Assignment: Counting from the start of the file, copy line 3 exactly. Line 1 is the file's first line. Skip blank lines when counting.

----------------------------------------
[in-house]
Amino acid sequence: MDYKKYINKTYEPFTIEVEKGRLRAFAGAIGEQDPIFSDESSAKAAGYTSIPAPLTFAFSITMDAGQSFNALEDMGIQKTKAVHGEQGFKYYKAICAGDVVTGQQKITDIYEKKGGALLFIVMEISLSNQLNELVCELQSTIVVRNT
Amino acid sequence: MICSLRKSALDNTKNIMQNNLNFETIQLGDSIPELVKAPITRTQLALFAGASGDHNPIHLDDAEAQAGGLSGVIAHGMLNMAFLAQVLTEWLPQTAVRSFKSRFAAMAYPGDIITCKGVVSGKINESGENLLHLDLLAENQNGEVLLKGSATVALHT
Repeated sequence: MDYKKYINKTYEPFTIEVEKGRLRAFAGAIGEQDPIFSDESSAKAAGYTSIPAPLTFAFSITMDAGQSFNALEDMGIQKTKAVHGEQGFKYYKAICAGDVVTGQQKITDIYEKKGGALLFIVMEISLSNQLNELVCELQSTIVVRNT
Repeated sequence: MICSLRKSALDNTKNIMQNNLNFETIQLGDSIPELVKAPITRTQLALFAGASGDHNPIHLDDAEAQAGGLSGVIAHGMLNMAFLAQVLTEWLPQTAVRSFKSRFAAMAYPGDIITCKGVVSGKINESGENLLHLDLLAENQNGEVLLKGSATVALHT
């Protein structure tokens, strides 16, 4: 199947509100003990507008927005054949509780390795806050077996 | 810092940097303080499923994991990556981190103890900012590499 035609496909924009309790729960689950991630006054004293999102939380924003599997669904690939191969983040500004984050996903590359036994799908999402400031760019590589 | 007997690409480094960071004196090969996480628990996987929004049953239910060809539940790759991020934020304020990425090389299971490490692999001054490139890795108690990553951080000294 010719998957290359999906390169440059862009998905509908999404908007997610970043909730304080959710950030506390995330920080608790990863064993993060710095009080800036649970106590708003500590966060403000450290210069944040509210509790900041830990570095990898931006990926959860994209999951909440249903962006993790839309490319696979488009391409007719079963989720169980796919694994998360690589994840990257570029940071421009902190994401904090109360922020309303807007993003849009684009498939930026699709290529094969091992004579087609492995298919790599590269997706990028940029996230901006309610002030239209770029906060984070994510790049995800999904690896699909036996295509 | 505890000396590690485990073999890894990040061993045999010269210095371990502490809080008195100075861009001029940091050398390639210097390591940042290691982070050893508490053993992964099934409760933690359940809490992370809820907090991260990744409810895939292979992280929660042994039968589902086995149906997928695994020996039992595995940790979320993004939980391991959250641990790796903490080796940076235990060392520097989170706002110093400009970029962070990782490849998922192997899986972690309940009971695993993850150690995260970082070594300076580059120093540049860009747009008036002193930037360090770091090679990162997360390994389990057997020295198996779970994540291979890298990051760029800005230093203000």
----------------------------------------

Amino acid sequence: MICSLRKSALDNTKNIMQNNLNFETIQLGDSIPELVKAPITRTQLALFAGASGDHNPIHLDDAEAQAGGLSGVIAHGMLNMAFLAQVLTEWLPQTAVRSFKSRFAAMAYPGDIITCKGVVSGKINESGENLLHLDLLAENQNGEVLLKGSATVALHT